Malaysia ends visa-free deal with the North

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Malaysia ends visa-free deal with the North


Ri Jong-chol

Malaysia ended visa-free entry for North Koreans traveling to the country on Thursday amid acute diplomatic strains between the countries following the assassination in Kuala Lumpur of Kim Jong-nam, the estranged half brother of the isolated regime’s leader.

Malaysian Deputy Prime Minister Ahmad Zahid Hamidi said that the visa waiver arrangement with North Korea will be canceled starting from Monday, citing security reasons, reported state-run news agency Bernama Thursday.

He said in a press conference at the Malaysian Home Ministry that all North Koreans planning to travel to Malaysia “will have to apply for a visa.”

Malaysia is one of the rare countries North Koreans could enter without a visa. The visa waiver arrangement between the two countries was implemented in 2009.

After forging diplomatic ties in 1973, the two nations generally enjoyed good relations until recently. Malaysia opened an embassy in Pyongyang in 2003.

During the press conference, the deputy prime minister warned the North Korean government not to toy with Malaysia.

The Sun Daily quoted Zahid as saying it is “unfair” of North Korea “to accuse Malaysia, diplomatically or via communication, of conspiring with other organizations or nations.”

Pyongyang has accused the United States and South Korea of being behind the murder of Kim while North Korean Ambassador to Kuala Lumpur Kang Chol criticized Malaysia’s investigation of the brazen assassination.

Malaysia’s scrapping of the visa-free arrangement is expected to have an impact on North Korea’s ability to earn foreign currency in Southeast Asia. Around 1,000 North Koreans are estimated to be working in Malaysia.

The two countries relations have frayed since the shocking killing of Kim Jong-nam, oldest son of late North Korean leader Kim Jong-il, with a lethal nerve agent VX at the Kuala Lumpur International Airport on Feb. 13.

A high level North Korean diplomatic delegation led by Ri Dong-il, a spokesman for North Korea’s Foreign Ministry and former deputy ambassador to the United Nations, arrived in Kuala Lumpur on Tuesday.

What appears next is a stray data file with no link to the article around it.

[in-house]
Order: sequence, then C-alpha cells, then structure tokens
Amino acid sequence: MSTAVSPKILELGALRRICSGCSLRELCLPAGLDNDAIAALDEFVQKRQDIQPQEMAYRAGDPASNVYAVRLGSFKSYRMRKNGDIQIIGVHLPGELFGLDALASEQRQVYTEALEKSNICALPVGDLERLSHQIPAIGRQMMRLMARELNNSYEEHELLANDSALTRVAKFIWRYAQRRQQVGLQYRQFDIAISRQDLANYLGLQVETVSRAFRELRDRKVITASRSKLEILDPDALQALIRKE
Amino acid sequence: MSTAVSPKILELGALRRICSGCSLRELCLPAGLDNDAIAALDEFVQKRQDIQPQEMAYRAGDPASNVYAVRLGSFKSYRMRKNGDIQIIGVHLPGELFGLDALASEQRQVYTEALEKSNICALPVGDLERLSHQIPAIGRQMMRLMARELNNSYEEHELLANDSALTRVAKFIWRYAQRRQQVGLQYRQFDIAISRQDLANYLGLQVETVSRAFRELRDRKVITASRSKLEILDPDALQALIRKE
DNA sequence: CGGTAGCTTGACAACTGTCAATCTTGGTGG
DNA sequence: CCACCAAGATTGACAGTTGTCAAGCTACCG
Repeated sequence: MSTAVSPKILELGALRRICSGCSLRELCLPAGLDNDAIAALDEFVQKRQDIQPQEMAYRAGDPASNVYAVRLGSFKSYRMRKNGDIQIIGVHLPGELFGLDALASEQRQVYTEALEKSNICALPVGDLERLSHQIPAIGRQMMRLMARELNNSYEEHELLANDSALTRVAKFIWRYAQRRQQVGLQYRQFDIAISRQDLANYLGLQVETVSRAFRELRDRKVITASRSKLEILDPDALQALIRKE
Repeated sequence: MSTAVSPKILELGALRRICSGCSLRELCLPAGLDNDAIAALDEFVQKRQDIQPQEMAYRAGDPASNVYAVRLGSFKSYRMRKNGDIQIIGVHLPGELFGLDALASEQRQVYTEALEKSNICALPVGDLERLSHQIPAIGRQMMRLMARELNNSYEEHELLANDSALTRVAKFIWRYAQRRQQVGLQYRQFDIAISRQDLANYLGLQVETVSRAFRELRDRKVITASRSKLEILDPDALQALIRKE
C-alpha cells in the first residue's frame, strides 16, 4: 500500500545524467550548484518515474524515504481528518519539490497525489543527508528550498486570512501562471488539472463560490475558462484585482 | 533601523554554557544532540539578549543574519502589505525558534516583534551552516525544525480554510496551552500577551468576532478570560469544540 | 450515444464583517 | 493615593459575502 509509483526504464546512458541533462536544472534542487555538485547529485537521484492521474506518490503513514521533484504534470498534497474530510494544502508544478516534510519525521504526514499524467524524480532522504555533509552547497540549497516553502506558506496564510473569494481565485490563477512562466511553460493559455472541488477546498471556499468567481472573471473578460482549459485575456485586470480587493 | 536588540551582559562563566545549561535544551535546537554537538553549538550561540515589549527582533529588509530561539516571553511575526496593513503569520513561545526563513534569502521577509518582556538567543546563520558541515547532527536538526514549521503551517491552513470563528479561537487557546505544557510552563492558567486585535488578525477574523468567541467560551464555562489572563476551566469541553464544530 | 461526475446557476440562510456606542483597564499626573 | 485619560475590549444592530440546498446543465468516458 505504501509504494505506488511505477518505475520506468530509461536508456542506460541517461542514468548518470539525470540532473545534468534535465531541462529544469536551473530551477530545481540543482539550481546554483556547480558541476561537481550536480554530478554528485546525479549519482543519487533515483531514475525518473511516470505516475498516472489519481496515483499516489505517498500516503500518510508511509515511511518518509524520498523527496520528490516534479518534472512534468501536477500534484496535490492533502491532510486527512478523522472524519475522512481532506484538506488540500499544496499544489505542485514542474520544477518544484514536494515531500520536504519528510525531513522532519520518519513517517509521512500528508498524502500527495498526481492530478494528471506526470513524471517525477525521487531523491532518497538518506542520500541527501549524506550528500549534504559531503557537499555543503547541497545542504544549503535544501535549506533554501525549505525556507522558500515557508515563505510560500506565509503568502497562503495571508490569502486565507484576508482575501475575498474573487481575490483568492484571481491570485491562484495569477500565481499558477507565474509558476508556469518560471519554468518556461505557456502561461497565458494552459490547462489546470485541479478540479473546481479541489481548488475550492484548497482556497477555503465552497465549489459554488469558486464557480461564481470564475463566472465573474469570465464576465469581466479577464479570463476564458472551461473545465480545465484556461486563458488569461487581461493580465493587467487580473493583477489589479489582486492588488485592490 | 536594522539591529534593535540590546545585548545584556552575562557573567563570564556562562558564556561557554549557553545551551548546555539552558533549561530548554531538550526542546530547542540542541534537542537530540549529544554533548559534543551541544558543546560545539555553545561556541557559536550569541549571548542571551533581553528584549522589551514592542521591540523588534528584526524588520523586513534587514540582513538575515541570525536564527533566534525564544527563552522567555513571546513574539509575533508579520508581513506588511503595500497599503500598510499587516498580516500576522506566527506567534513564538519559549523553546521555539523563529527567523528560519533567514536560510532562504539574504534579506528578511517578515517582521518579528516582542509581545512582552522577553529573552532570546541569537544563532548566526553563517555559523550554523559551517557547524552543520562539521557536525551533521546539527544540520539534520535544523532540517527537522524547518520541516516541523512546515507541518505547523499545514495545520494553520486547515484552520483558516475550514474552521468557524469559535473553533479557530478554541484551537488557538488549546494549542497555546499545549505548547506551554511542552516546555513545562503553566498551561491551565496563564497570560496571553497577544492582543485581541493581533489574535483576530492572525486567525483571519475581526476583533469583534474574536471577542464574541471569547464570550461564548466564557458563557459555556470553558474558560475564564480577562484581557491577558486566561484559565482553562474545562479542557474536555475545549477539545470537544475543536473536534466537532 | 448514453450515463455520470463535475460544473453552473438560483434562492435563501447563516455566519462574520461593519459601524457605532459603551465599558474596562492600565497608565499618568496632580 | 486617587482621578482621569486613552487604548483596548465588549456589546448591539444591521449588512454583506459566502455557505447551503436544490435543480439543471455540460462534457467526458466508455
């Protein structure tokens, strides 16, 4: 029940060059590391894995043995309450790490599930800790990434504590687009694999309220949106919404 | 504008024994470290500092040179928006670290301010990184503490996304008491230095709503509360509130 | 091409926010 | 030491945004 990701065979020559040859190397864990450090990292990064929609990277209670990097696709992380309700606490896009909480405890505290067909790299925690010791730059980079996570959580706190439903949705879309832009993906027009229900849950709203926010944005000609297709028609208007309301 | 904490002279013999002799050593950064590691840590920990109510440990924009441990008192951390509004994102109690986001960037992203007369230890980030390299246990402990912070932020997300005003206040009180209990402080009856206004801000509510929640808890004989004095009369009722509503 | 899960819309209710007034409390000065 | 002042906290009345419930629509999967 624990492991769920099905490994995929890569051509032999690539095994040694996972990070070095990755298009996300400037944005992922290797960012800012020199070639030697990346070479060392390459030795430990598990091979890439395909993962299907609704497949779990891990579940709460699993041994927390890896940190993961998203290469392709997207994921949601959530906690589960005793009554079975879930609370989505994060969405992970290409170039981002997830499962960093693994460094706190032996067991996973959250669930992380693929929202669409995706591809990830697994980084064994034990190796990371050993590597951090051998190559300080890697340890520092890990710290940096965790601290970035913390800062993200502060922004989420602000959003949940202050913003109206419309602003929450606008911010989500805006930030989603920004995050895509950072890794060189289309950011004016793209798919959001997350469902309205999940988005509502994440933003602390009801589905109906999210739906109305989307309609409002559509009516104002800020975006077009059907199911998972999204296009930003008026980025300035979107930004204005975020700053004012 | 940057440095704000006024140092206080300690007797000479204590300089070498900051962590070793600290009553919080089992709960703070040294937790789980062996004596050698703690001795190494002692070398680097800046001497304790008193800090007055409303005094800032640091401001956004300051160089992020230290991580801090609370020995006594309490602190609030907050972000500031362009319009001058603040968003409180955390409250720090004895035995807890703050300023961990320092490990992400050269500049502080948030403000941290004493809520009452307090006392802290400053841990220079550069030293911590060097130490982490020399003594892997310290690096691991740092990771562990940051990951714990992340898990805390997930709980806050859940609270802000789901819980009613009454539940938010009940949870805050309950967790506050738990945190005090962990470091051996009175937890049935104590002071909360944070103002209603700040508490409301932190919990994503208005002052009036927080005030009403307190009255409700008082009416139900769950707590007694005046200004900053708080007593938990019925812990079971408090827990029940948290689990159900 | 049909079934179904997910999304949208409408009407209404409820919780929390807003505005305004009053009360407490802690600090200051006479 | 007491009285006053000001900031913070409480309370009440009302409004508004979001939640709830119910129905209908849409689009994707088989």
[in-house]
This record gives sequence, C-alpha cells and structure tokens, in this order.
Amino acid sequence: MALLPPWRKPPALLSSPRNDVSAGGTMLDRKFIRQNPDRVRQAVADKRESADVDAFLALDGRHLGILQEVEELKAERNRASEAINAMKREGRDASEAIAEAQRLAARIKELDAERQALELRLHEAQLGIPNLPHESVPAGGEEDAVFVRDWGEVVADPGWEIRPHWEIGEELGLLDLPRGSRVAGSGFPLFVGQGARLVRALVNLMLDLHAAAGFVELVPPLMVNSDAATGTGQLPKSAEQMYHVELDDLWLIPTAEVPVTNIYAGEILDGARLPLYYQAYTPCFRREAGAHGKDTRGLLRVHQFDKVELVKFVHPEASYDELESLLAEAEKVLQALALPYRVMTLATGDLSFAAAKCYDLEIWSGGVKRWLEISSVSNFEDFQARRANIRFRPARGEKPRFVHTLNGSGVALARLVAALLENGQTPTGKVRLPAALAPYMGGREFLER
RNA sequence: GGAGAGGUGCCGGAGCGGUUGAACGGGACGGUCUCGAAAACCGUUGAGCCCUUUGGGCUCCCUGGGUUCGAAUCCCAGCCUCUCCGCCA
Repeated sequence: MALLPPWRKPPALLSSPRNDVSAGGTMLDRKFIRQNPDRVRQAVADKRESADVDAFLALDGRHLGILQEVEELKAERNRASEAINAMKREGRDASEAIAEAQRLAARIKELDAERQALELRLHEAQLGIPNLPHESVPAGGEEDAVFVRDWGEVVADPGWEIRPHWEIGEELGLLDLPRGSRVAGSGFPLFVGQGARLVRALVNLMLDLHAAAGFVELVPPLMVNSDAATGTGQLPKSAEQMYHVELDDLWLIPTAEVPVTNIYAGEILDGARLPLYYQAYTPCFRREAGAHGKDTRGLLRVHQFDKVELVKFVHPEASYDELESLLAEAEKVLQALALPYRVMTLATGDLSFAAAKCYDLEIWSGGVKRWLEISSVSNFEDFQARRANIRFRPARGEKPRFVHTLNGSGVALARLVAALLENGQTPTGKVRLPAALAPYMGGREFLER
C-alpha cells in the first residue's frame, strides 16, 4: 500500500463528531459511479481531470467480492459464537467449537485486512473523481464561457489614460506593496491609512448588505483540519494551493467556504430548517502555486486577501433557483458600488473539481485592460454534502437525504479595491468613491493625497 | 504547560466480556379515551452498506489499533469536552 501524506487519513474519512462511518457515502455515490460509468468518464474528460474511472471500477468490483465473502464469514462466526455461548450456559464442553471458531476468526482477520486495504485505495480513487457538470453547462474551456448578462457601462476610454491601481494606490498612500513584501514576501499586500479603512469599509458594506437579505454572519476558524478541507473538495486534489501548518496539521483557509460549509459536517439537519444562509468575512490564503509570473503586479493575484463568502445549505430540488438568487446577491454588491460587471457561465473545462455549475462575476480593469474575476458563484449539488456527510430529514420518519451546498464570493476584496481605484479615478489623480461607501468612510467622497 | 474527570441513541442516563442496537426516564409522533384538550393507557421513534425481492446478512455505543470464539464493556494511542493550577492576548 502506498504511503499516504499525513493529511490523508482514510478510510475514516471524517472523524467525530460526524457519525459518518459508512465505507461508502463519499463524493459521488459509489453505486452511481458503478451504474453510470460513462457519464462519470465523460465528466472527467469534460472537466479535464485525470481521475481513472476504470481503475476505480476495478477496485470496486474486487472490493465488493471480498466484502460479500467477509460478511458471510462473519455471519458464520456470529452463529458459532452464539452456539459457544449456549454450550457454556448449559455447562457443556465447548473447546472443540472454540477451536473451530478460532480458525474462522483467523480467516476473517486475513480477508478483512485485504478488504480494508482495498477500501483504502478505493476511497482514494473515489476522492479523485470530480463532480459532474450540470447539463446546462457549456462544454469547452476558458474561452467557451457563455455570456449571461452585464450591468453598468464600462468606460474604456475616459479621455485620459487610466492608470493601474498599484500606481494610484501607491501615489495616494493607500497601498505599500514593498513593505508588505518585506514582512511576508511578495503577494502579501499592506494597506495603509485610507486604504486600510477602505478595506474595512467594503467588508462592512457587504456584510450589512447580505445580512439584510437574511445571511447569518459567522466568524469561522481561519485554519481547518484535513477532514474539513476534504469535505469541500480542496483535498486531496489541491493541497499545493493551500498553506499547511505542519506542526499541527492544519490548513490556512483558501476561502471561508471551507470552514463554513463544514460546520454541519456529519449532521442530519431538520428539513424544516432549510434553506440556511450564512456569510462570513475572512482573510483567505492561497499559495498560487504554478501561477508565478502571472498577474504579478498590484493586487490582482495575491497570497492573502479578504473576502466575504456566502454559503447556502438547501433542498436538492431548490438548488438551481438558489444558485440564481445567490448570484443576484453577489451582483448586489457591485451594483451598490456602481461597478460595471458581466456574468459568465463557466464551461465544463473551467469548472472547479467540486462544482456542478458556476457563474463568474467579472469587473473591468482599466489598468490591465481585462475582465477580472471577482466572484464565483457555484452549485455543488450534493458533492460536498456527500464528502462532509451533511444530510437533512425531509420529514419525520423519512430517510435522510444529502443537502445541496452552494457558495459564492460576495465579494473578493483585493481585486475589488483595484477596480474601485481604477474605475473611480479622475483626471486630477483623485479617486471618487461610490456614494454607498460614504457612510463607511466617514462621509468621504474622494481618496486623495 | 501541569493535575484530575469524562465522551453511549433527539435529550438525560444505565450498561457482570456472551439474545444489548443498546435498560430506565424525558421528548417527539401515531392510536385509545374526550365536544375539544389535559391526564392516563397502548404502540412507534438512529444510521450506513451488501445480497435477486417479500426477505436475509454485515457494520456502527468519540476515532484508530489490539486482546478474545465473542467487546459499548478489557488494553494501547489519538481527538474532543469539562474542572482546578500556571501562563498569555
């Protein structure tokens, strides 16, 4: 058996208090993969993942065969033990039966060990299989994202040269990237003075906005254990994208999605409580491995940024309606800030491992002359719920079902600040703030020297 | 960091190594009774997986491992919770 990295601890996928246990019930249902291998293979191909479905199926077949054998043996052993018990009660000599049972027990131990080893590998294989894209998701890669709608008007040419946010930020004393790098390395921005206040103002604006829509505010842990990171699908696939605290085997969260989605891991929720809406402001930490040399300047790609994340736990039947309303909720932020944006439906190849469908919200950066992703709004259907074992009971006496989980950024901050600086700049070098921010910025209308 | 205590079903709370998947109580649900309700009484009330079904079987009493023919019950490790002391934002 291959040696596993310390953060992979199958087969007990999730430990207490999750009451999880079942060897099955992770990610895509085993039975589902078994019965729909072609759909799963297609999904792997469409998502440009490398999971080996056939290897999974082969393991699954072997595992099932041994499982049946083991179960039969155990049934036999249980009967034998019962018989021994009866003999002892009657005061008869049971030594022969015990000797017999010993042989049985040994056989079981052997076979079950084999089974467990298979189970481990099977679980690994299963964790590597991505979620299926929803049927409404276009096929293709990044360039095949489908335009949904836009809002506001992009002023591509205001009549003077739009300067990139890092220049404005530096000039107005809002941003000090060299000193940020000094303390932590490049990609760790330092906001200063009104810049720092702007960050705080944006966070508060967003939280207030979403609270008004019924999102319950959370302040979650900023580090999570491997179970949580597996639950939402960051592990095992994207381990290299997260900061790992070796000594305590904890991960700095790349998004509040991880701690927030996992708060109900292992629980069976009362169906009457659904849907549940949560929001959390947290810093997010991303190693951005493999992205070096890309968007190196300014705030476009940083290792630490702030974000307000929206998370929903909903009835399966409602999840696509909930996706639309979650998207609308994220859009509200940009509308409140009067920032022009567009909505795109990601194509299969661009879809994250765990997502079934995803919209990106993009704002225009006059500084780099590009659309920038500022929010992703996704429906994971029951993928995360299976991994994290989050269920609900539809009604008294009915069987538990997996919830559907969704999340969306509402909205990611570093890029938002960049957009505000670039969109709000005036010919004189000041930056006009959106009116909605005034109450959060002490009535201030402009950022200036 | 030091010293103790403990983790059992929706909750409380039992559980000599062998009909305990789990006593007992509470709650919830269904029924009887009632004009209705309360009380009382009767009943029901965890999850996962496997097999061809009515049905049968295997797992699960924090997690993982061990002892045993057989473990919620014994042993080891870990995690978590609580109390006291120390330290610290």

They have been trying to negotiate with Malaysian authorities to claim Kim Jong-nam’s corpse and the release of Ri Jong-chol, one of the suspects.

Malaysian authorities announced Thursday that Ri Jong-chol, the sole North Korean suspect currently in its custody, will be released Friday and deported.

They claimed there was insufficient evidence to charge the 47-year-old Ri with involvement in the murder of Kim.

Attorney General Tan Sri Mohamed Apandi Ali told the New Straits Times, “He will be released and will be deported as he does not have any valid documents.”

Ri was detained on Feb. 17 after investigators found that he had driven one of the four North Korean men also suspected of being involved in the killing.

Ri, a chemist and IT expert, was supposedly working for Tombo Enterprise, a small local herbal supplement firm, but didn’t actually work there.

Three suspects including Ri had been arrested so far by Malaysian police. The other two, Vietnamese Doan Thi Huong, 29, and Indonesian Siti Aisyah, 25, were charged with Kim Jong-nam’s murder Wednesday.

Ri is one of eight North Korean men implicated in the killing. Four were said to have returned to North Korea’s capital of Pyongyang in the days after the attack, while three are believed to be holed up in the North Korean Embassy in Kuala Lumpur.

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